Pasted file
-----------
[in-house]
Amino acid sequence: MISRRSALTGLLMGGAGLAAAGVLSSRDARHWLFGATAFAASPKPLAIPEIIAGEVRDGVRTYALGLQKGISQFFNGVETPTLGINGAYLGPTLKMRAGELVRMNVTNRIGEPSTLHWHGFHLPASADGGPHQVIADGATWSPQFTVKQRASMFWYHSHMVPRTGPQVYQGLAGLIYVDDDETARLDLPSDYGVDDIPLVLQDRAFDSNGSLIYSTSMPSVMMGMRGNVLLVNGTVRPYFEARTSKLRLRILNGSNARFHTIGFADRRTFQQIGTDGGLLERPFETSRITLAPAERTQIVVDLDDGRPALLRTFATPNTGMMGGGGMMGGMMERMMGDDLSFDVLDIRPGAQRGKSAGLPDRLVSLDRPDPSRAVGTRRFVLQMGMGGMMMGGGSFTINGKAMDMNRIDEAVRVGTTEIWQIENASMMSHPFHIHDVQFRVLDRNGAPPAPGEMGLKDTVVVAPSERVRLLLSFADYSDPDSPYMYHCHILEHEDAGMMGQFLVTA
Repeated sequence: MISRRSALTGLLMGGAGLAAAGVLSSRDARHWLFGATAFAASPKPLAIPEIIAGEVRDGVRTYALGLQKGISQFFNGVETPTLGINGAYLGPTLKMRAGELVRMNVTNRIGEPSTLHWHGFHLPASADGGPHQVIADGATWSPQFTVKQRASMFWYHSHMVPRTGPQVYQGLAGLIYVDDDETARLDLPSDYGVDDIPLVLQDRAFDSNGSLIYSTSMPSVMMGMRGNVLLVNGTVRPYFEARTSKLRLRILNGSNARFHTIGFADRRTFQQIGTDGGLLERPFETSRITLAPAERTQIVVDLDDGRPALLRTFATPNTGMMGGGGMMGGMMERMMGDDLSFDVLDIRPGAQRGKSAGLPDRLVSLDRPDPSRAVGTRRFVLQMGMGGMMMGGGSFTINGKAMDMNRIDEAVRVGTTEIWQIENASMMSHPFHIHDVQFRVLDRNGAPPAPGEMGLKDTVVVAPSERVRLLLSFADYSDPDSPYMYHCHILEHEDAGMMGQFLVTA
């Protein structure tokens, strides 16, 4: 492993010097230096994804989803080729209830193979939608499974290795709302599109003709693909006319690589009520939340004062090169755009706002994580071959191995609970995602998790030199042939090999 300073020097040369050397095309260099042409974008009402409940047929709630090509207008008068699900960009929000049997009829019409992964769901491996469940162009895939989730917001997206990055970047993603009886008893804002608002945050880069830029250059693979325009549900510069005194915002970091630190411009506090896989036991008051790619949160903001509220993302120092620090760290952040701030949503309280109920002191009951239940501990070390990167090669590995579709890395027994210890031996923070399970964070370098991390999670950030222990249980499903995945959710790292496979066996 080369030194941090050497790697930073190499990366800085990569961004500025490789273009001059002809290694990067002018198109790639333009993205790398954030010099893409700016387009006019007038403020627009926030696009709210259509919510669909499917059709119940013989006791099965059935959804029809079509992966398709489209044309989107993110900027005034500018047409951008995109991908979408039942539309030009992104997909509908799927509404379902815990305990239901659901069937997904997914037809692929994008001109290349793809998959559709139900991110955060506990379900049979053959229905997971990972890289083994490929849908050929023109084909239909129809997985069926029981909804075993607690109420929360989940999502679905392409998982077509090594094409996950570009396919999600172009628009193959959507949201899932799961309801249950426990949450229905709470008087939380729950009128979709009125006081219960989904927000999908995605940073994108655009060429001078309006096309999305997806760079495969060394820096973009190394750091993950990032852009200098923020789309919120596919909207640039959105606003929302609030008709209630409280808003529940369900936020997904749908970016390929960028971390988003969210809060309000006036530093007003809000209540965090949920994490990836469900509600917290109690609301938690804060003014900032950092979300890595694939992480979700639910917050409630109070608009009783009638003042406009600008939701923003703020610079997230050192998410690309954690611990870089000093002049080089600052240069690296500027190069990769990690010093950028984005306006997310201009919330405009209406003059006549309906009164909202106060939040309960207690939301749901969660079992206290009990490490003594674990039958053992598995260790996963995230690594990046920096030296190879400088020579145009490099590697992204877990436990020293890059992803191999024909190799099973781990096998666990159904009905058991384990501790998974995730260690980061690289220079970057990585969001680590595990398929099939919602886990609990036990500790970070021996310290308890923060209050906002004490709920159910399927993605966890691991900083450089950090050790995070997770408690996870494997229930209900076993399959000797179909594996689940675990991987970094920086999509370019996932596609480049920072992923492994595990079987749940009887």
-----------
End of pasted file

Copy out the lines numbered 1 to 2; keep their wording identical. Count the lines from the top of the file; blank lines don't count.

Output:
[in-house]
Amino acid sequence: MISRRSALTGLLMGGAGLAAAGVLSSRDARHWLFGATAFAASPKPLAIPEIIAGEVRDGVRTYALGLQKGISQFFNGVETPTLGINGAYLGPTLKMRAGELVRMNVTNRIGEPSTLHWHGFHLPASADGGPHQVIADGATWSPQFTVKQRASMFWYHSHMVPRTGPQVYQGLAGLIYVDDDETARLDLPSDYGVDDIPLVLQDRAFDSNGSLIYSTSMPSVMMGMRGNVLLVNGTVRPYFEARTSKLRLRILNGSNARFHTIGFADRRTFQQIGTDGGLLERPFETSRITLAPAERTQIVVDLDDGRPALLRTFATPNTGMMGGGGMMGGMMERMMGDDLSFDVLDIRPGAQRGKSAGLPDRLVSLDRPDPSRAVGTRRFVLQMGMGGMMMGGGSFTINGKAMDMNRIDEAVRVGTTEIWQIENASMMSHPFHIHDVQFRVLDRNGAPPAPGEMGLKDTVVVAPSERVRLLLSFADYSDPDSPYMYHCHILEHEDAGMMGQFLVTA